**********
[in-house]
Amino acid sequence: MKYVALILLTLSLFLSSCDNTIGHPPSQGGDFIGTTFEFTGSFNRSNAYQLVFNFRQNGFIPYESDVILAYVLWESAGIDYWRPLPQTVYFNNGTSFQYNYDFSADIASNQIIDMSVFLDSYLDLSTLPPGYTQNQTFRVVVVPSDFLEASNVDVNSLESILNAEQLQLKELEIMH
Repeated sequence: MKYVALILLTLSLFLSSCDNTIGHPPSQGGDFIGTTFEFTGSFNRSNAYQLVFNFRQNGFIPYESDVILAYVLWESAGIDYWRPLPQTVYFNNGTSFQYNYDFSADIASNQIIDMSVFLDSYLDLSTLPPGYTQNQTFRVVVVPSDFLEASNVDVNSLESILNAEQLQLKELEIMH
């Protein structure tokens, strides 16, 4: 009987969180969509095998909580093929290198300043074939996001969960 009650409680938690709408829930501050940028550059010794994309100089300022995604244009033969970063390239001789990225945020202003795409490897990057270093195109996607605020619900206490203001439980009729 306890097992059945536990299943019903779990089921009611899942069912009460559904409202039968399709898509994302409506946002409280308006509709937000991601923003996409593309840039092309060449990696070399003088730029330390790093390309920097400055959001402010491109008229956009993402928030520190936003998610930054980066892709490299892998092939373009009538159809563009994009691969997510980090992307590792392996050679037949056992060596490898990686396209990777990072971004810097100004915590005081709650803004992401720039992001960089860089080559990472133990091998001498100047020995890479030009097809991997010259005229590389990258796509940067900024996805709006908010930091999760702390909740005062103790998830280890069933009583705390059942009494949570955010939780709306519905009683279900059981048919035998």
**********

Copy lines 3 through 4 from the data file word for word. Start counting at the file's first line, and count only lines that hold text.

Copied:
Repeated sequence: MKYVALILLTLSLFLSSCDNTIGHPPSQGGDFIGTTFEFTGSFNRSNAYQLVFNFRQNGFIPYESDVILAYVLWESAGIDYWRPLPQTVYFNNGTSFQYNYDFSADIASNQIIDMSVFLDSYLDLSTLPPGYTQNQTFRVVVVPSDFLEASNVDVNSLESILNAEQLQLKELEIMH
């Protein structure tokens, strides 16, 4: 009987969180969509095998909580093929290198300043074939996001969960 009650409680938690709408829930501050940028550059010794994309100089300022995604244009033969970063390239001789990225945020202003795409490897990057270093195109996607605020619900206490203001439980009729 306890097992059945536990299943019903779990089921009611899942069912009460559904409202039968399709898509994302409506946002409280308006509709937000991601923003996409593309840039092309060449990696070399003088730029330390790093390309920097400055959001402010491109008229956009993402928030520190936003998610930054980066892709490299892998092939373009009538159809563009994009691969997510980090992307590792392996050679037949056992060596490898990686396209990777990072971004810097100004915590005081709650803004992401720039992001960089860089080559990472133990091998001498100047020995890479030009097809991997010259005229590389990258796509940067900024996805709006908010930091999760702390909740005062103790998830280890069933009583705390059942009494949570955010939780709306519905009683279900059981048919035998």